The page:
PHILADELPHIA ( - The page turns quickly in the NFL and if you're looking for the silver lining to the Eagles divisional-round playoff exit this season, it's the opportunity to better prepare for free agency and the draft.

The organization would clearly trade that ability for a second Lombardi Trophy of course but it also must embrace the consolation prize.

"I remember we got back Monday night from the Super Bowl [LII] and driving in Tuesday morning and just feeling like we're six weeks behind and we have to get up to speed," Eagles executive vice president of football operations Howie Roseman said on Tuesday when musing about how quickly things move when you get to play into February. "You think about how the calendar goes, and even at this time of year, you're jumping two things. Everything kind of happens quicker so you don't have as much time to kind of take a step back and you're rolling.

"But it's a great problem to have, and we're hoping to have the problem again going forward."

To do that the Eagles must make the right personnel decisions over the next few months, including the evaluation of their own pending free agents, the first project on the docket.

Among Philadelphia's 17 unrestricted free agents include Super Bowl hero Brandon Graham, starting middle linebacker Jordan Hicks and Doug Pederson favorite Darren Sproles, as well as decisions which will be complicated by injury like cornerback Ronald Darby and running back Jay Ajayi, who are both rehabbing from torn ACLs.

More so, something will have to be done with the $20 million mutual option the team has with Nick Foles and you have veterans under contract who could be in line for extensions, renegotiations or even retirement like All-Pro center Jason Kelce, future Hall of Fame left tackle Jason Peters and starting safety Rodney McLeod, who is also rehabbing from ACL surgery.

"The business part of this is there will be a new look in this locker room, the guys who won’t be here," star defensive tackle Fletcher Cox said. "It sucks to see them leave knowing they were teammates and part of something special."

The hardest decisions are always the ones where emotion is attached, something Roseman acknowledged.

"It's hard," he said. "These are guys who have done a lot for this football team, for this organization and for this city. And they're also good people and people you like being around on an every-day basis. We're here a lot. We're in the building a lot. We're with each other a lot. So when you have people like that, it's hard to separate the emotion. That's why we try to put some distance between the season and when we do our evaluations and try to be objective about what we want to do going forward to improve the team."

Perhaps the most difficult decision of all is going to be Graham, the architect of arguably the biggest play in Eagles history, the strip sack on Tom Brady in Suoer Bowl LII.

B.G. is also a team leader and perhaps the most popular and engaging personality in the locker room, an intangible which can't be measured over the grind of any NFL season. No matter the day or the environment Graham brings the energy to the practice field and it's not easy to duplicate that kind of thing.

On the negative side, Graham is now over 30 and he's an edge player who has never produced double-digit sacks. His reputation as a two-way player is secure and the last big payday of his career looms, in this town or another.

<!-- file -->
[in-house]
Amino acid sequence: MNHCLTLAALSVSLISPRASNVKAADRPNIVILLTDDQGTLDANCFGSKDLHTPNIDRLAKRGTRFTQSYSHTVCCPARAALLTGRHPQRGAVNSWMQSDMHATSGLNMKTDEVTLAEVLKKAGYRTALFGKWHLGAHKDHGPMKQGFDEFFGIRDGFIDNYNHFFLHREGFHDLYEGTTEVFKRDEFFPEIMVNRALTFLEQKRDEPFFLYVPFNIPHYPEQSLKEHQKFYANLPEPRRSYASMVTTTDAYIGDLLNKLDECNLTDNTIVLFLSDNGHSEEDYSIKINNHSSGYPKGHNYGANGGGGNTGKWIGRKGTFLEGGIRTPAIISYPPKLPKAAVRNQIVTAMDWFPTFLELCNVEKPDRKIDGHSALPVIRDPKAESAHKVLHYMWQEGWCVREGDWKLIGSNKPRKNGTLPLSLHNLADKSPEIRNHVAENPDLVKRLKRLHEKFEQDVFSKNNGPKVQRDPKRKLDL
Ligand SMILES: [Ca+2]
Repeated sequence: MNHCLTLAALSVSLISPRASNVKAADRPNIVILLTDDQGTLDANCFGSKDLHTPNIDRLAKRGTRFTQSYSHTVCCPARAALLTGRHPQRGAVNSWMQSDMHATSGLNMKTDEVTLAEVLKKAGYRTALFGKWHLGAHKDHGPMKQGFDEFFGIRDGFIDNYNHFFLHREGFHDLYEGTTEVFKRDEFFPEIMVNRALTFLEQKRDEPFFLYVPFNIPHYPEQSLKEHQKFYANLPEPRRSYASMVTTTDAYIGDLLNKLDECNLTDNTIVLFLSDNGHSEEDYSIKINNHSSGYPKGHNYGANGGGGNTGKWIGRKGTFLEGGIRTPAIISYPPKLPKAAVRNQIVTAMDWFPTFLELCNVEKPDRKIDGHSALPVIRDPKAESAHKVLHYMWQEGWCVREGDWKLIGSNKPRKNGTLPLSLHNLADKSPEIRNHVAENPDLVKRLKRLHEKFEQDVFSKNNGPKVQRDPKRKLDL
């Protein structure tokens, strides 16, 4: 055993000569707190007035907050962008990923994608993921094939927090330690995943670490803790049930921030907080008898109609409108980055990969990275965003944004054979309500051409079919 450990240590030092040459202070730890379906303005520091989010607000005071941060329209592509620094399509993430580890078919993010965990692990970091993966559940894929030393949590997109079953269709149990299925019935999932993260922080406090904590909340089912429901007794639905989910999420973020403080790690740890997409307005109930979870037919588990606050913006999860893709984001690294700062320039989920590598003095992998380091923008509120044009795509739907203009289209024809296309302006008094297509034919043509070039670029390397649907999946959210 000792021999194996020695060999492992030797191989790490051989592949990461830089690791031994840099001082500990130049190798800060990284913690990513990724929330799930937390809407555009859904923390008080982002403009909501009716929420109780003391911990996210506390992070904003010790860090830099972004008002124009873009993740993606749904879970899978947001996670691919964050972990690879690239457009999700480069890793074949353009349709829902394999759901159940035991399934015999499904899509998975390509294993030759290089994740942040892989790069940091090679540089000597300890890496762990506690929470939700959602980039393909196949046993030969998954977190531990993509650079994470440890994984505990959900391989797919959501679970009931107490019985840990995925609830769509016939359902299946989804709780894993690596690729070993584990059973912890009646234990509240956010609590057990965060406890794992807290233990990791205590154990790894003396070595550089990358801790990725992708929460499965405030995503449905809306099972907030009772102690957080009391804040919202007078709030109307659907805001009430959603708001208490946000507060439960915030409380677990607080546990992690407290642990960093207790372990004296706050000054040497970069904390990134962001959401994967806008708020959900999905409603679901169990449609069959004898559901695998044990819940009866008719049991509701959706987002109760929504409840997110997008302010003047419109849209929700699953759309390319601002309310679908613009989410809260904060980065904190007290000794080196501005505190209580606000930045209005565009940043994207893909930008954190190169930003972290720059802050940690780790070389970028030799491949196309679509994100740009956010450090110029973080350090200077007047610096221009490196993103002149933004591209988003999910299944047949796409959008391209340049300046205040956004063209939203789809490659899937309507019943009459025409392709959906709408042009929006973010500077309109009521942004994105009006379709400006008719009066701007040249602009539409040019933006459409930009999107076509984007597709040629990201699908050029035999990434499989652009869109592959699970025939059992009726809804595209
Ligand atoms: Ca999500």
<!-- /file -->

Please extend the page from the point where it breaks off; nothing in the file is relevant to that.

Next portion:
"I understand where I'm at," Graham said. "I ain't going to be silly, now, because I only have so many years to do this. But hopefully ... if it's $2 million off from some [other team], obviously I'm going to stay where I'm at because I feel like people know me here."

Another tough choice will have to be made on middle linebacker Jordan Hicks, who produces when he's on the field but only one of his first four professional seasons haven't been interrupted by injury and his latest hiccup, a calf injury that cost him a month of the season before returning for the stretch run had Jim Schwartz sticking with Nigel Bradham as the every-down LB, not Hicks.

There is no obvious heir apparent for Hicks, though, as Nate Gerry is hardly proven. Hicks' future likely depends on the market and whether other teams want to write the big check based on the injury history.

"This place is special for myself, my family," Hicks said. "It holds a special place in my heary. We'll see what happens. No guarantees, it's part of the business. We all understand that but a lot can happen over these next few weeks so we'll see."

There actually is one thing guaranteed and that's change.

"Typically you’re looking at 15 to 20 percent turnover of your roster in every year," Roseman explained. "Some of that is just based on attrition. Some is based on decisions you have to make. It's very important also that we keep our core together and that we maintain the culture that coach [Doug] Pederson and his staff have built and continue to keep leaders here to show our young players the right way to do things.

"We're going to try to make sure we do everything possible to field the best possible team. This isn't a situation where we're looking to have just a youth movement. We're looking to compete at a very high-level next year and really hopefully be doing that for as long as we're standing up here."


DE Brandon Graham
MLB Jordan Hicks
WR Golden Tate
CB Ronald Darby
DE Chris Long
RB Darren Sproles
RB Jay Ajayi
TE Richard Rodgers
LB Paul Worrilow
LB D.J. Alexander
LB LaRoy Reynolds
WR Jordan Matthews
WR Mike Wallace
DT Haloti Ngata
OG Chance Warmack
S Corey Graham
S Chris Maragos


QB Nate Sudfeld
LS Rick Lovato


LB B.J. Bello
K Jake Elliott

-John McMullen covers the Eagles and the NFL for You can reach him at or on Twitter @JFMcMullen

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